Alcohol licensing in the UK

There are around 50,000 pubs in England. Nicknamed the “local” they are a real institution in the UK where everybody meets for a drink.

However, opening and managing one isn’t without constraints. In the same way that a restaurant can’t just be opened anywhere (see our guide on class of use), you cannot open a bar overnight without authorization.

The sale of alcohol, like other activities that may be considered dangerous, is strictly regulated in the United Kingdom. You have to show your credentials before you can serve a pint or a bottle of wine. This is what is called licensing.

Licensing includes all the required standards relating to activities open to the public which may be considered dangerous such as concerts, or any event or place selling alcohol to the public. Like many regulations in the UK, the law is laid down by central government but everything happens at the council level.

How to apply for a license authorizing the sale of alcohol?

Note first that in the UK an alcohol license is attached to the premises rather than the company. It’s therefore the location that will influence the request for an alcohol license. This is what is called “premises license”. This premise license is different to the personal license which is assigned to an individual who will be the DPS (Designated Premises Supervisor). When applying for an alcohol license it is mandatory to provide the identity of the DPS.

One therefore has to apply to the council in which the premises are located for a new license.

The main documents to provide are as follows:

  • Application form

This is the main part of the file. You will need to fill in the main information relating to the place and the activities you wish to carry out. It will also be important to demonstrate how you will ensure that the risk prevention objectives (licensing objectives) are achieved.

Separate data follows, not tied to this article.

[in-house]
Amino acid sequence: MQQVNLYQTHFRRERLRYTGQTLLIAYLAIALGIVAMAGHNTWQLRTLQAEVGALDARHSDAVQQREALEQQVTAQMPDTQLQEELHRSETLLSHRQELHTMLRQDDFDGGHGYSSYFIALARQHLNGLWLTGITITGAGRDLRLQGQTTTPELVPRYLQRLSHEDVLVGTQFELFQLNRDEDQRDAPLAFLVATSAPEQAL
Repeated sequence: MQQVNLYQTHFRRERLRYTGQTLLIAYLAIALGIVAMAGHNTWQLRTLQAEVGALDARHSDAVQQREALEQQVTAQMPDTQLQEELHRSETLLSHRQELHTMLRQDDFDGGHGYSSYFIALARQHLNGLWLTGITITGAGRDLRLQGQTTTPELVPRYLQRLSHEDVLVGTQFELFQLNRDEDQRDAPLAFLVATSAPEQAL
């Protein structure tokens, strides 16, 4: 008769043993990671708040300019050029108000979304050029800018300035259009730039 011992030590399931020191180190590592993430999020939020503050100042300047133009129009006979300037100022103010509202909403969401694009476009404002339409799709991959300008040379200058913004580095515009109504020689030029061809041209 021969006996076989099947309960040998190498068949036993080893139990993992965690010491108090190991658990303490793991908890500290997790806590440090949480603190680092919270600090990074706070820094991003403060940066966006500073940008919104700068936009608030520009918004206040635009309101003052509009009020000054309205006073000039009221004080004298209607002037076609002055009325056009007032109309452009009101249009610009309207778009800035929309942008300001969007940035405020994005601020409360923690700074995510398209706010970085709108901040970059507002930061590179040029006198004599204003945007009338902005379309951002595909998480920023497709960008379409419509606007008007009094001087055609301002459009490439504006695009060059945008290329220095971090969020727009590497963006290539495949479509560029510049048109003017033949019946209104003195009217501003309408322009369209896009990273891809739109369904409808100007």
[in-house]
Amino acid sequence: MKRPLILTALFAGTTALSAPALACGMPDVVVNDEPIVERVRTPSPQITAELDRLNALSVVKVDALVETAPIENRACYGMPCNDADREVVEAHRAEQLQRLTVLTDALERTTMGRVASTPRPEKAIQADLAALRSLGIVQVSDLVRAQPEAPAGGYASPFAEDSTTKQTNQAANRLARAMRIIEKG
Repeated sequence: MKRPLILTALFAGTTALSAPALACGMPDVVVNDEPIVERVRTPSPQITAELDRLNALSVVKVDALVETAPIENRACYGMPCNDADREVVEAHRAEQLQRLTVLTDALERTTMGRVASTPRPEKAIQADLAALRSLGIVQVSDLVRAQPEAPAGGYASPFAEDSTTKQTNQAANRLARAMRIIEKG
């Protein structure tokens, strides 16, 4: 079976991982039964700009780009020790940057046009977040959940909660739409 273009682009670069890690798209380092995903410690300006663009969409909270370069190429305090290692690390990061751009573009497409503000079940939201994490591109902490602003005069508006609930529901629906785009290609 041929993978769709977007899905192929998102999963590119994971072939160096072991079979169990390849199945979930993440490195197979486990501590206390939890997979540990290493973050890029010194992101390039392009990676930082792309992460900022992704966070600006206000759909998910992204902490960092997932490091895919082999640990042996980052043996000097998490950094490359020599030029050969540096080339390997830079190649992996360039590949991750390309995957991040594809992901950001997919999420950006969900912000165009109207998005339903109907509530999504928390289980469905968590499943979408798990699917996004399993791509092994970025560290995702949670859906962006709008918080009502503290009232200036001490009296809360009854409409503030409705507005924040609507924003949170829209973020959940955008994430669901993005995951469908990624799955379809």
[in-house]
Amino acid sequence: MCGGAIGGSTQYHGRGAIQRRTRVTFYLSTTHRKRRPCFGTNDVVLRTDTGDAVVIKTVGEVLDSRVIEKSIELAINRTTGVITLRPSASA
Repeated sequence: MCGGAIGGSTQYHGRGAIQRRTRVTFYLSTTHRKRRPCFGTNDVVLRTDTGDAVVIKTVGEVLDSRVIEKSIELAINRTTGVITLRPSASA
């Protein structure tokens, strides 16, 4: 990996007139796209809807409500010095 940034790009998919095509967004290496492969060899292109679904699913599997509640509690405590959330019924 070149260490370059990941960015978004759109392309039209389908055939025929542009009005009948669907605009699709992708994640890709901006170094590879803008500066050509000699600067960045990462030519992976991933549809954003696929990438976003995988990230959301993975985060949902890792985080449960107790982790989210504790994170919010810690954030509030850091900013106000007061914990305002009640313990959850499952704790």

• Plan of the premises

The plan is important because it will precisely delimit the places where alcohol can be consumed and under what conditions (not all areas are subjected to the same rules). Don’t forget to mention the terrace if there is one.

  • Fees

The license application fee will be partly linked to the rateable value (see our guide on business rates and rateable value). For a small establishment, the cost of the license will be approximately £300

  • Identity of the DPS

No request will be approved without the identification of a Designated Premises Supervisor who will be responsible for the application of this person must hold a personal license (see below).

In addition to the documents to be sent to the council, it will be necessary to notify the neighbourhood about the license application. It’s possible to oppose a licensing request if you have sufficient grounds to do so. The notification is often done in 2 ways: displaying a blue card on the front of the premises and publishing an article in a local newspaper (there again, it is important to ask the council).

Particular applications also have a notification deadline. It is necessary to leave a consultation period of at least 28 days to allow time for people who may oppose your application to raise their objections, otherwise the application could become null and void.

How is the decision made?

Once the application has been sent to the council and to the various competent authorities (police, firefighters, etc.), the licensing committee will meet to examine the request and make a decision.

In most cases, if this is a standard application (both in terms of activities and schedules, i.e. until 11 p.m.), the file should by and large automatically be accepted even if the license often comes with conditions. For example, the police could ask for a CCTV system to be operational. For some restaurants it’s also possible that the consumption of alcohol is only authorized if the customer is seated and having a meal.